| October 29, 2008 @ 12:00 pm

  17. Rachael said,

    Sometimes the tests just can’t capture a child and their mind. Sadie is awesome – you see her do so much at home. The only way for them to get a true evaluation would be to live with you. Have faith – you are doing a great job and they are gorgeous!

    | October 30, 2008 @ 3:43 am

  18. June Cleaver said,

    Oh man, I remember those horride NICU follow-up appointments at ginormous academic medical center. We’d go in and pay $50 a pop for the privelage of having our twins sit there with looks on their face like they’re not even aware someone else is in the room. That is unless they’re crying full tilt.

    We didn’t make it past the one year visit. When it was time to schedule our next appointment I said I needed to check our schedule and…ooops…forgot to call to make the appointment. Never once did we get any helpful advice from NICU follow-up. All we did was waste a full day, all my patience and end up with way over stimulated babies who cried for the next 3 hours once we got home.

    I’m a NICU follow-up drop-out

    | October 31, 2008 @ 5:40 am

  19. Lil Mouse said,

    kind of puts my ‘why wont she just breastfeed already’ whines into perspective. sigh. i’m glad you’re coping at least…

    | November 3, 2008 @ 7:14 pm

  20. Candy said,

    Nice to hear the update and thanks so much for the laughs. My girls are 7 months and 20 pounds. I think I’m creating offensive linemen. Their Dad is a football coach, I wonder if he will let them play even though they are girls!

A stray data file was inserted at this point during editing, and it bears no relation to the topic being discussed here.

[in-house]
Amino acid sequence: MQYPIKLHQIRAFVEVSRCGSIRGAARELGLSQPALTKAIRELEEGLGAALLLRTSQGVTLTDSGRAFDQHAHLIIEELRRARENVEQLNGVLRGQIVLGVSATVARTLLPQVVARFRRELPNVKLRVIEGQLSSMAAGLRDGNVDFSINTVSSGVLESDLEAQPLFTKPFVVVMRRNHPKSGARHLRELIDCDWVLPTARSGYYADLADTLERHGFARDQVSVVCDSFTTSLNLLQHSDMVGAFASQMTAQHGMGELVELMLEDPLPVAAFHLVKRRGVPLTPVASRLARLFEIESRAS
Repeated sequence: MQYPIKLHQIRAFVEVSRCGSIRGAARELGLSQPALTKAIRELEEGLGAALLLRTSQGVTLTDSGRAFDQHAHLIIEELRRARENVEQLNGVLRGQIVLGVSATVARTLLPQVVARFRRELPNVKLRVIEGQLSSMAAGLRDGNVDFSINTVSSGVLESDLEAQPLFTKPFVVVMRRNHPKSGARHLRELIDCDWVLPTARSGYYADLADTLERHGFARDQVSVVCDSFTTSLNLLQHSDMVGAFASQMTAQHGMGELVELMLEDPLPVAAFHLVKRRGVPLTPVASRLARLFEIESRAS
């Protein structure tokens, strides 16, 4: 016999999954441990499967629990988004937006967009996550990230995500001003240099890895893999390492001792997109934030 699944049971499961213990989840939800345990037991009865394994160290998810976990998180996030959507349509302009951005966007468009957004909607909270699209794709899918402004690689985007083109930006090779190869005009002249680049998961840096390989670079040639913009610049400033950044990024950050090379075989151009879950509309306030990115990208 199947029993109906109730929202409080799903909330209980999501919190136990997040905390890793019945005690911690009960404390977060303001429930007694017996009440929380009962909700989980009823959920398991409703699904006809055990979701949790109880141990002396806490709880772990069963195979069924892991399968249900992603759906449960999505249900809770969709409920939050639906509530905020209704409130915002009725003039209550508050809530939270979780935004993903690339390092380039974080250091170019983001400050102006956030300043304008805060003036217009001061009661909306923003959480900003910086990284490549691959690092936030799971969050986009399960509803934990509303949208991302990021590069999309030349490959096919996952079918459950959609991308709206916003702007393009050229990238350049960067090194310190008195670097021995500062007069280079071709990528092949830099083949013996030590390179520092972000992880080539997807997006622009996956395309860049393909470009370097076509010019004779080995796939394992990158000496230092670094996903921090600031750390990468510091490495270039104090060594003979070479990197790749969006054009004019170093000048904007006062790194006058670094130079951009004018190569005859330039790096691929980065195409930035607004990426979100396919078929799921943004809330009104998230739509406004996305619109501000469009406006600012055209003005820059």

God help men when they become mobile!

    | November 5, 2008 @ 6:43 pm

  21. Adlibby said,

    So very cute!

    | November 13, 2008 @ 12:12 am

  22. isimsiz said,


    | December 22, 2008 @ 7:55 am

  23. Heather said,

    “Sometimes (all the time) having three babies feels unrelenting. There is not fun to be had right now. No dinners out, no Lifetime movie afternoons, no online poker – no being alone in my house -ever. I try to remind myself that this part won’t last forever, that at some point maybe when they’re 40, I will have a little freedom back.”

    I know you wrote this months ago, but my God, do I know how you feel.

    This is the crazy new stalker of yours who spilled iced tea all over the laptop when I found your blog yesterday. And it did crash, but I was able to take it apart and salvage it. All except for the backspace key that is.

    To answer your question, my twin girls were born in October of this year. I have Charlotte Rose (2 1/2) Josette Laurel and Violet Ann (4 months).

    Ok, baby waking up… gotta run!

    | February 18, 2009 @ 10:06 pm